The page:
Pakistan Airmed Forces

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Pakistan Airmed Forces
پاک مسلح افواج
Foondit 1947
Service branches Banner o the Pakistan Airmy Pakistan Airmy
Naval Jack o Pakistan Pakistan Navy
Ensign o the Pakistan Air Force Pakistan Air Force
Heidquarters Jynt Staff Headquarters, Rawalpindi
Leadership
Commander-in-Chief Preses Mamnoon Hussain
Minister o Defence Khawaja Asif
Chairman Jynt Chiefs o Staff Committee General Zubair Mahmood Hayat
Pakistan Airmy
Manpower
Militar age 16–49 years auld
Conscription Nane
Active personnel 643,800 (ranked 6t)
Reserve personnel 513,000
Expenditures
Budget $8.7 billion (2017–18) (rankit 23rd)
Percent o GDP 2.9% (2017)
Industry
Domestic suppliers
Foreign suppliers
Annual imports
Annual exports
Relatit airticles
History
Ranks Awairds an decorations o the Pakistan Airmed Forces


The Pakistan Airmed Forces (Urdu: پاک مُسَلّح افواج‎, Musallah Afwaj-e-Pakistan) are the meelitary forces o Pakistan. Thay are the saxt lairgest in the warld in terms o active militar personnel an the lairgest amang Muslim kintras. The airmed forces compreese three main service brainches – Airmy, Navy, an Air Force – thegither wi a nummer o paramilitary forces an the Strategic Plans Division Force.[1] Cheen o command o the militar is organised unner the Chairman o Jynt Chiefs o Staff Committee (JCSC) alangside chiefs o staff o the airmy, navy, an air force.[1] Aw o the brainches wirk thegither in operations an jynt missions unner the Jynt Staff Headquarters (JS HQ).[1]

Syne the 1963 Sino-Pakistan Greement, the militar haes haed close militar relations wi Cheenae, wirkin jyntly tae develop the JF-17, the K-8, an ither wappens seestems. As o 2013, Cheenae wis the seicont-lairgest foreign supplier o militar equipment tae Pakistan.[2] Baith nations an aa cooperate on development o nuclear an space technology programmes.[3][4][5] Thair armies hae a schedule for organizing jynt military exercises.[6] The militar an aa maintains close relations wi the Unitit States, which gae Pakistan major non-NATO ally status in 2004. Pakistan gets the bulk o its militar equipment frae local domestic suppliers, Cheenae, an the United States.[2]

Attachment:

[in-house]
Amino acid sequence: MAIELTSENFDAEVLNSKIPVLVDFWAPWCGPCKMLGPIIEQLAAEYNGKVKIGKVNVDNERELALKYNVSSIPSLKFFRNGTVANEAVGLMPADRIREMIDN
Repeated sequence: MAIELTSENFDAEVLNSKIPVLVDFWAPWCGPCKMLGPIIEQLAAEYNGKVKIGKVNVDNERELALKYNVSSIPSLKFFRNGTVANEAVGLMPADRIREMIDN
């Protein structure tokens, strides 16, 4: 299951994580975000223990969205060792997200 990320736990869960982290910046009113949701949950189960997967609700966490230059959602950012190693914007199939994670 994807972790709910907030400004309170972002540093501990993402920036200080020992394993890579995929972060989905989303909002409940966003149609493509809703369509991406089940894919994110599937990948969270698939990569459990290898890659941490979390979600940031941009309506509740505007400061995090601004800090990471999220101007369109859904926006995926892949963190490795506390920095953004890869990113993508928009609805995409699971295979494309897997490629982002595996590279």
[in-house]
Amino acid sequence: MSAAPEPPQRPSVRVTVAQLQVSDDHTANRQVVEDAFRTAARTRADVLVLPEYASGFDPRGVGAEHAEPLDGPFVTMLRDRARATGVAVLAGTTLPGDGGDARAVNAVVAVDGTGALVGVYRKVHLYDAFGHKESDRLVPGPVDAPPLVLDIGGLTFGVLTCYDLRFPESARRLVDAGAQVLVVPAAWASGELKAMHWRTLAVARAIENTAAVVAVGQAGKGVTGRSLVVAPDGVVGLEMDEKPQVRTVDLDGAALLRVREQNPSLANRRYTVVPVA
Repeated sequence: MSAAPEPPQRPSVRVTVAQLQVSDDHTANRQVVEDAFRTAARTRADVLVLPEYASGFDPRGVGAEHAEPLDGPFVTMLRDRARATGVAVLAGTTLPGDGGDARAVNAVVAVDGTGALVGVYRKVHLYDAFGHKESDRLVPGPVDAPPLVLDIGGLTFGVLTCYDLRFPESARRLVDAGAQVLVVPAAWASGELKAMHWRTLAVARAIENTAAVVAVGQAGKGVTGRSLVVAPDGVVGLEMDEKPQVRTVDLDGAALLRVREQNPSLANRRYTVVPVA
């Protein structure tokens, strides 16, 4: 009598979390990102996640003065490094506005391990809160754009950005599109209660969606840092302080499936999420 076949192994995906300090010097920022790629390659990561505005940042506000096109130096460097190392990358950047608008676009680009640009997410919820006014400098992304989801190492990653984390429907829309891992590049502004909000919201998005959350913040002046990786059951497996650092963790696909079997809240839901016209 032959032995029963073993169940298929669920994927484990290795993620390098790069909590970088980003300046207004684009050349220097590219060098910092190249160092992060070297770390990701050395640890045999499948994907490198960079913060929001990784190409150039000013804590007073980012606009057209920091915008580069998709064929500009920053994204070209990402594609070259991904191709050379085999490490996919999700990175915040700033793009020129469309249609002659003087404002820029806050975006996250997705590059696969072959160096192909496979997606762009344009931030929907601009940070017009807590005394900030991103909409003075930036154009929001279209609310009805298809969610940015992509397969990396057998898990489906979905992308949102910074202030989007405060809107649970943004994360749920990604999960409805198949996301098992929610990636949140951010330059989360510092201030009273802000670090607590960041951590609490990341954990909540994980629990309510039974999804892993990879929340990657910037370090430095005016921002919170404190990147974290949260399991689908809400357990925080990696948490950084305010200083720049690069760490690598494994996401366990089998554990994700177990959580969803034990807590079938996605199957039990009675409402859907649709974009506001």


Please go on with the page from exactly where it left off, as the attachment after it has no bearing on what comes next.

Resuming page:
The airmed forces war formed in 1947 when Pakistan became independent frae the Breetish Empire.[7] Syne then, the armed forces hae played a decisive role in the modren history o Pakistan, fechtin major wars wi Indie in 1947, 1965 an 1971, an on several occasions seizing control o the ceevilian govrenment tae restore order in the kintra.[7] The need for mairch management led tae the creation o paramilitar forces tae deal wi ceevil unrest in the North-Wast an security o mairch auries in Punjab an Sindh bi paramilitary troops. In 2016, the militar haed approximately 617,000 personnel on active duty, wi 513,000 in the reserves, 402,000 in the paramilitary forces, an approximately 20,000 serving in the Strategic Plans Division Forces, giein a tot o awmaist 1,500,000 soldiers.[8] The airmed forces hae a lairge pool o volunteers sae conscription haes never been needed, tho the Pakistani constitution an supplementary legislation allou for conscription in a state o war.[9]

The Pakistan Armed Forces are the best-organized institution in Pakistan, an are heichly respected in ceevil society.[10] Syne the foondin o Pakistan, the militar haes played a key role in haudin the state thegither, promotin a feelin o naitionheid an providin a bastion o selless service.[11] In addition, the Pakistan Armed Forces are the lairgest contributors tae United Nations peacekeeping efforts, wi mair nor 10,000 personnel deployed overseas in 2007.[12] Ither foreign deployments hae consisted o Pakistani militar personnel servin as militar advisers in African an Arab kintras. The Pakistani military haes maintained combat divisions an brigade-strength presences in some o the Arab kintras during the Arab–Israeli Wars, aidit the Coalition forces in the first Gulf War, an teuk pairt in the Somalian an Bosnie conflicts.

References[eedit | eedit soorce]

  1. 1.0 1.1 1.2 Blood, Peter R. (1995). Pakistan. Washington D.C.: Diane Publishing Co. ISBN 0788136313. Retrieved 4 December 2014. 
  2. 2.0 2.1 Doyle, Rodger (1998). "Arms trade". Scientific American. Sipri. 279 (5): 29. Bibcode:1998SciAm.279a..29D. doi:10.1038/scientificamerican0798-29. PMID 9796545.  |chapter= ignored (help)
  3. "News". UK: BBC. 17 June 2010. 
  4. "World". News. CBS. 16 October 2008. 
  5. "South Asia". Asia Times. 
  6. "Al-Khalid MBT-2000/Type 2000 Main Battle Tank". GlobalSecurity.org. Retrieved 16 July 2010. 
  7. 7.0 7.1 Singh, R.S.N. (2008). The military factor in Pakistan. New Delhi: Frankfort, IL. ISBN 0981537898. 
  8. The Military Balance 2010, p. 367, International Institute for Strategic Studies (London, 2010).
  9. "Pakistan". UNHCR. Archived frae the oreeginal on 19 January 2012. 
  10. https://web.archive.org/web/20100620131859/http://gmfus.org/publications/article.cfm?id=357
  11. Pakistan Army. Globalsecurity.org. Retrieved 12 July 2013, Switched to backup 27 January 2017.
  12. "Monthly Summary of Contributors to UN Peacekeeping Operations" (PDF). Archived frae the oreeginal (PDF) on 27 March 2009. Retrieved 20 April 2007.  |first1= missin |last1= in Authors list (help)